Nick Foles, Eagles
Career starts: 39 | Career win percentage: .564 | Playoff record: 1-1
Why inexperience might not matter: Foles is backed by a ferocious defense that has lifted its level of play since Carson Wentz went down with a torn ACL in Week 14. Jim Schwartz’s group has yielded 26 points total over the past three games, including 10 in a divisional-round win over Matt Ryan, Julio Jones and the Atlanta Falcons. The leader of that defense, safety Malcolm Jenkins, was asked how to explain the fact that there is only one classic franchise quarterback — Brady — among the four remaining teams. “The cliché that defense wins championships is alive and well,” he replied. Foles will have to raise his game to get the team into the Super Bowl, and he faces a stiff test in the top-ranked Vikings on Sunday. Though he has limited playoff experience, Foles has six pro seasons under his belt, so it’s not like the Eagles are going into this matchup with a neophyte at the helm. “I walk by that hallway in there every day and you see this [picture of] No. 9 with these locks hanging out the back of his helmet on that Pro Bowl wall, and that’s Foles,” receiver Torrey Smith said. “It’s the same guy that threw seven touchdowns in one game — that’s Nick Foles. So we’re lucky we had him as a backup. We believe in him.” — McManus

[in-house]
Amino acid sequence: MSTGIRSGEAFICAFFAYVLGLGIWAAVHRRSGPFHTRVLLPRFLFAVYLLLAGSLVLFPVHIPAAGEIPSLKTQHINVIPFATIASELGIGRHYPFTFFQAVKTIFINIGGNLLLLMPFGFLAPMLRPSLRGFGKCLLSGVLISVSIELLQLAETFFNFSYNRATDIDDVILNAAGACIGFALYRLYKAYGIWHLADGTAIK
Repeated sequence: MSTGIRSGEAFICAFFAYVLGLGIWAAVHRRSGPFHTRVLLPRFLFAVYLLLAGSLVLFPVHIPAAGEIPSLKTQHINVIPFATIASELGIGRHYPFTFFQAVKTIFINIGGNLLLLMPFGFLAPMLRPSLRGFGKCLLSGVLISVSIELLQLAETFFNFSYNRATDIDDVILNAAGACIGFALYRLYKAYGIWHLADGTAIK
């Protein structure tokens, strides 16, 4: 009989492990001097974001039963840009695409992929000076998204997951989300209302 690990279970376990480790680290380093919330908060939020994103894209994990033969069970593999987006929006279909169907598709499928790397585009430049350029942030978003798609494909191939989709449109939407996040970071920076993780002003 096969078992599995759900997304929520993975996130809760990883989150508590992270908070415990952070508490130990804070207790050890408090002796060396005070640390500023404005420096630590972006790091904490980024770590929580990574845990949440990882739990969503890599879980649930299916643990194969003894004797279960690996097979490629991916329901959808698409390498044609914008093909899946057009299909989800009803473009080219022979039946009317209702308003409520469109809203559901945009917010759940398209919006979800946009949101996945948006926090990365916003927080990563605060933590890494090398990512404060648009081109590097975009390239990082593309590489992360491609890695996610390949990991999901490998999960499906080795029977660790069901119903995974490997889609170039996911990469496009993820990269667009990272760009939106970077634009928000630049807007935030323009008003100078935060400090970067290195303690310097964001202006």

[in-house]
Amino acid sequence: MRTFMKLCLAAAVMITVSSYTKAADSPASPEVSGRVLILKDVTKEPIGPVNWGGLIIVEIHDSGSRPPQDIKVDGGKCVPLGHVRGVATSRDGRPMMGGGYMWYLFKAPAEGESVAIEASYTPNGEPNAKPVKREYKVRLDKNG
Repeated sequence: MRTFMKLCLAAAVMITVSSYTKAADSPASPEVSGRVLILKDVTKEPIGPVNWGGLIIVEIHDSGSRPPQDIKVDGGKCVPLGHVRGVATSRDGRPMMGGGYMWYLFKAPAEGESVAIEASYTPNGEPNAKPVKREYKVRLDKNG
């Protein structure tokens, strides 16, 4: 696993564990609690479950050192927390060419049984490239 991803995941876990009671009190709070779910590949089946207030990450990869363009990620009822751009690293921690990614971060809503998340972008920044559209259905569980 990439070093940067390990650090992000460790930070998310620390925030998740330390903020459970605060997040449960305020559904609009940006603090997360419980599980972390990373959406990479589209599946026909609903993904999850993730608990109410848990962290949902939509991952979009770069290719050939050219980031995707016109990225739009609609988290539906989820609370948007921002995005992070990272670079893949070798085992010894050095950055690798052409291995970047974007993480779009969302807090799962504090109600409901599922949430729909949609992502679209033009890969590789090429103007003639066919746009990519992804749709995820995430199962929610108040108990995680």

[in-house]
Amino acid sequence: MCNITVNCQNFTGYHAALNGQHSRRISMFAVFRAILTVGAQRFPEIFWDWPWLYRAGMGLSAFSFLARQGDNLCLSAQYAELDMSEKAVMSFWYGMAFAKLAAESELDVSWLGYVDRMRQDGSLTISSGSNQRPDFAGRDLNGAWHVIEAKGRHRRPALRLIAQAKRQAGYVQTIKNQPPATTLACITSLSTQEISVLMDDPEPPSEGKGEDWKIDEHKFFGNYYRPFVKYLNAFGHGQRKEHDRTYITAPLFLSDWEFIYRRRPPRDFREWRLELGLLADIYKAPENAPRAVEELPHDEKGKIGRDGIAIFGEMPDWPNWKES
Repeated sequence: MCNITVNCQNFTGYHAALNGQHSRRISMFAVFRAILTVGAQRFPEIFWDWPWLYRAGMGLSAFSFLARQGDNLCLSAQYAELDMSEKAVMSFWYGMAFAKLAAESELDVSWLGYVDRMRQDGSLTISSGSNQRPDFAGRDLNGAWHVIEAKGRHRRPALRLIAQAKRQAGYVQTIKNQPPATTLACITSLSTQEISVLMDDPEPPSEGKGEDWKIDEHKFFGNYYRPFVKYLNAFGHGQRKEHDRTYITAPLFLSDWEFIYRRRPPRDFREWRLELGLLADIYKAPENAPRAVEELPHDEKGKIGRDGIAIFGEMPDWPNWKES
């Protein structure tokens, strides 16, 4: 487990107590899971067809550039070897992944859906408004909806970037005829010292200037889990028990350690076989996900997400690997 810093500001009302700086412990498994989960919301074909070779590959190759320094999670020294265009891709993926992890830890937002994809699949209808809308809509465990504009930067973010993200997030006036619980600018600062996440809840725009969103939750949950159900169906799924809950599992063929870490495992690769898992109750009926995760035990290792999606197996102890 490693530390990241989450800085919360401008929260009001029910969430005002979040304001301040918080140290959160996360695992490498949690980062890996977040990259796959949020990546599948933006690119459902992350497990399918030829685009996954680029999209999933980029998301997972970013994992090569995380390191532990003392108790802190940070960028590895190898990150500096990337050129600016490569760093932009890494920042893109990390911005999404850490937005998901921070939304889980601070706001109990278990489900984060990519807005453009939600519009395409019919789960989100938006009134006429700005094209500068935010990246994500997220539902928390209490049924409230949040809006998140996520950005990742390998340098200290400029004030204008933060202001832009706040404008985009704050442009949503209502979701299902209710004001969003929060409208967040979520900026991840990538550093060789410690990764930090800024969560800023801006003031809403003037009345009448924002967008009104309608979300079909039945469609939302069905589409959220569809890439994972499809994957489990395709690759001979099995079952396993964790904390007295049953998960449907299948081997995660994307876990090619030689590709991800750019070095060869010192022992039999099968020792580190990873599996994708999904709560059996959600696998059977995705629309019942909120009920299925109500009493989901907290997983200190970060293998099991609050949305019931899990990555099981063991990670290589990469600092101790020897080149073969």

Tom Brady, Patriots
Career starts: 251 | Career win percentage: .781 | Playoff record: 29-9
Why experience matters: Brady will play in his 36th career playoff game, which is more than two full regular seasons’ worth of experience. That will extend his own NFL record (Adam Vinatieri is next, at 30) and highlights how he has been in so many pressure-packed playoff games that it is invaluable experience to have. The leadership and confidence that Brady exudes, especially in the playoffs, provides a road map for his teammates to follow. That includes a record 12 AFC Championship Game appearances to go along with a record seven victories. He also has played in seven Super Bowls. At the same time, Bill Belichick annually stresses to players that it’s more about playoff execution than playoff experience (e.g. Malcolm Butler didn’t have much experience when he made his game-saving interception in Super Bowl XLIX), and the point is well taken. If experience was all that mattered, the team could simply sign a bunch of championship-hardened veterans and all would be taken care of. Nonetheless, who wouldn’t want to have the player, Brady, with an NFL-record 66 playoff touchdown passes on their side? — Reiss